VOA News features a five-part series on South Africa’s rural public health sector, which the news service writes is “plagued by a high burden of infectious diseases, severe doctor and nurse shortages, lack of medicines and essential medical equipment and incompetent management,” resulting in high patient death rates. “Eighty percent of South Africa’s population of about 50 million people depends on public health care,” the news service notes. In the first part of the series, VOA writes that “international health care monitoring groups … consistently rate South Africa’s public health sector among the worst in the world,” “despite the fact that the government gives more than 100 billion rand ($13.3 billion) every year to state health — one of the biggest expenditures on such services in the developing world.”
Access to Health Services
This RH Reality Check post by the International Planned Parenthood Federation Western Hemisphere Region (IPPFWHR) examines a “resolution in support of young people’s sexual and reproductive health and human rights” adopted recently by member states at the 45th Session of the United Nations Commission on Population and Development (CPD). According to the post, “[k]ey points of the final resolution include: The right of young people to decide on all matters related to their sexuality; Access to sexual and reproductive health services â€¦ that respect confidentiality and do not discriminate; The right of youth to comprehensive sexuality education; Protection and promotion of young people’s right to control their sexuality free from violence, discrimination and coercion” (5/3).
“Just two years ago, our country had one of the worst maternal and infant death rates in the world,” Sierra Leone President Ernest Bai Koroma writes in a Huffington Post U.K. “Impact” blog post, adding, “We knew something had to be done.” So in September 2009, the government announced “that all health user fees would be removed for pregnant and lactating women and children under the age of five” and “introduced the Free Health Care Initiative [FHCI] in April 2010, which would give around 460,000 women and a million children a much better chance of having a longer and happier life,” Koroma writes. In one year, the FHCI facilitated a “214 percent increase in the number of children attending outpatient units” and a 61 percent reduction in “the number of women dying from pregnancy complications at facilities,” and “increased the number of health workers and ensured they were given big salary rises to reflect the importance of their positions,” he notes.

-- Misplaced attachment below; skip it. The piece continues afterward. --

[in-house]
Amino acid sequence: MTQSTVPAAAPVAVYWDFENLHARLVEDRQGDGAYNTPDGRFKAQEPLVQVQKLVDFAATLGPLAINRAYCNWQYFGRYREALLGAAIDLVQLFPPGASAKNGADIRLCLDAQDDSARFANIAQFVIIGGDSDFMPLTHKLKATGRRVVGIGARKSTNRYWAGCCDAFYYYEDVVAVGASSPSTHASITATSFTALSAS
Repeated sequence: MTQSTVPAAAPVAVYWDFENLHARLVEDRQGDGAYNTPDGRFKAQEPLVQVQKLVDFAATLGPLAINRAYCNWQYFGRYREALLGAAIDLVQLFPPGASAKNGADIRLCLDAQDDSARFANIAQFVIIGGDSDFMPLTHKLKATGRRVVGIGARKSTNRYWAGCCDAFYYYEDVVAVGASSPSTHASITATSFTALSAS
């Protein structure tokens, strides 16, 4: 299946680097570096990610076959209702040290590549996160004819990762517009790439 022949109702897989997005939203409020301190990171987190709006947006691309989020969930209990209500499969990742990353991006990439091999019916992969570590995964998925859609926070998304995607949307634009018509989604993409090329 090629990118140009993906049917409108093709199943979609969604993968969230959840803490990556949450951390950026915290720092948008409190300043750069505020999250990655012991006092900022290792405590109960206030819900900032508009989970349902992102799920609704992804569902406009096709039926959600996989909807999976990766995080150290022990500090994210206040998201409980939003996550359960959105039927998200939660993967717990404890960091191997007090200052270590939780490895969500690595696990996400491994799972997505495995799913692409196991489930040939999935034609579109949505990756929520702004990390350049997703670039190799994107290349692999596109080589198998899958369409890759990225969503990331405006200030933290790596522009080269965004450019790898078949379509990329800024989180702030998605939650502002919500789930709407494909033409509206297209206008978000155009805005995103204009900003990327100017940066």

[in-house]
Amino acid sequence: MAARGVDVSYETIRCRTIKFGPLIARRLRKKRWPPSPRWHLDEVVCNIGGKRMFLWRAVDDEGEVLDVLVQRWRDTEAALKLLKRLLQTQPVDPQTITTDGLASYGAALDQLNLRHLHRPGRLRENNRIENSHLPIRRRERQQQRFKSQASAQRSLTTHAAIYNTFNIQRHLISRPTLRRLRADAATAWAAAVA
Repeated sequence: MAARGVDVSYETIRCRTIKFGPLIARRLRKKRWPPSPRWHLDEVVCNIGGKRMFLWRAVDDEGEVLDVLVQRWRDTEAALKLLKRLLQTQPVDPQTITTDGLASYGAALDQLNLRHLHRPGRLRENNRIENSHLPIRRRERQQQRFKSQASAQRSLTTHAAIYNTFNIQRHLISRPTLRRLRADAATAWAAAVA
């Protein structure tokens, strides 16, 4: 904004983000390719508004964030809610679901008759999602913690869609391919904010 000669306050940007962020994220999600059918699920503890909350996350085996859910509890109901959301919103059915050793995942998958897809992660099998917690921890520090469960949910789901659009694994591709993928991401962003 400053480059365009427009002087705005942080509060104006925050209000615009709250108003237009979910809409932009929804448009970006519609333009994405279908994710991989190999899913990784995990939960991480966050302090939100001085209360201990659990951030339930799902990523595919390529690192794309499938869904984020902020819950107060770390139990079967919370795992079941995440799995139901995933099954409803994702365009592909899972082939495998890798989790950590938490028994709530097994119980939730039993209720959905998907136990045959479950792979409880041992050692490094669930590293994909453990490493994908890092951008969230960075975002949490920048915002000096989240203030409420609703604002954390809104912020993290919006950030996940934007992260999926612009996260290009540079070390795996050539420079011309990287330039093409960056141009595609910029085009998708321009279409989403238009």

India “has to actively and aggressively address the issue of family planning” in order to improve human development indicators, including health, education and living standards, UNFPA Executive Director Babatunde Osotimehin said Wednesday, Reuters reports. “India, Asia’s third-largest economy, is set to overtake China as the world’s most populous nation by 2030,” but, “despite its impressive economic growth over the last two decades, it has failed to substantially reduce hunger as well as child and maternal mortality rates,” the news service writes, noting that “[a]bout 60 percent of Indian women have no access to family planning services.”
Fifteen million infants, or nearly one in 10 worldwide, “are born premature every year, and 1.1 million of those infants die, according to a U.N.-sponsored report released Wednesday,” Agence France-Presse reports. “Premature birth is the leading cause of death for newborn infants and is on the rise globally, said the report led by the March of Dimes, the Partnership for Maternal, Newborn & Child Health, Save the Children and the World Health Organization,” the news service writes (5/2). “For the report, preterm was defined as 37 weeks of completed gestation or less, the standard World Health Organization definition,” USA Today notes (Healy, 5/3). According to the report, “[p]reterm births account for 11.1 percent of the world’s live births, 60 percent of them in South Asia and sub-Saharan Africa,” and, “[i]n the poorest countries, on average, 12 percent of babies are born too soon, compared to nine percent in higher-income countries,” the U.N. News Centre writes (5/2).